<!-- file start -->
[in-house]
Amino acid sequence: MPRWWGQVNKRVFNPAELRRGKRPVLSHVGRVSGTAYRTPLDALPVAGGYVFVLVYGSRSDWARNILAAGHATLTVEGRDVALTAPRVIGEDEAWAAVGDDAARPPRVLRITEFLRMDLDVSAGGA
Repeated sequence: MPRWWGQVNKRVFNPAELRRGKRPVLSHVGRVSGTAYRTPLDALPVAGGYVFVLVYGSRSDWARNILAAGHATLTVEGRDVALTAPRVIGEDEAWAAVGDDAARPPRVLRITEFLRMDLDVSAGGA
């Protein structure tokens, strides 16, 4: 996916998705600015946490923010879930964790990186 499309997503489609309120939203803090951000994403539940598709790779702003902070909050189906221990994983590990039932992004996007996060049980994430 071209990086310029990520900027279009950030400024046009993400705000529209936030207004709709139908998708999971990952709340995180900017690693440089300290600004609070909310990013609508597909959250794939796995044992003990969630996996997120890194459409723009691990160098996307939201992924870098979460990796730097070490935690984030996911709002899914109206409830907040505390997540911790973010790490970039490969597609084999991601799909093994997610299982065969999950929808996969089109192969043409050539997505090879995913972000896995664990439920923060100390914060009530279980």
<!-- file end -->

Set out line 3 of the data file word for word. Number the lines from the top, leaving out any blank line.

Repeated sequence: MPRWWGQVNKRVFNPAELRRGKRPVLSHVGRVSGTAYRTPLDALPVAGGYVFVLVYGSRSDWARNILAAGHATLTVEGRDVALTAPRVIGEDEAWAAVGDDAARPPRVLRITEFLRMDLDVSAGGA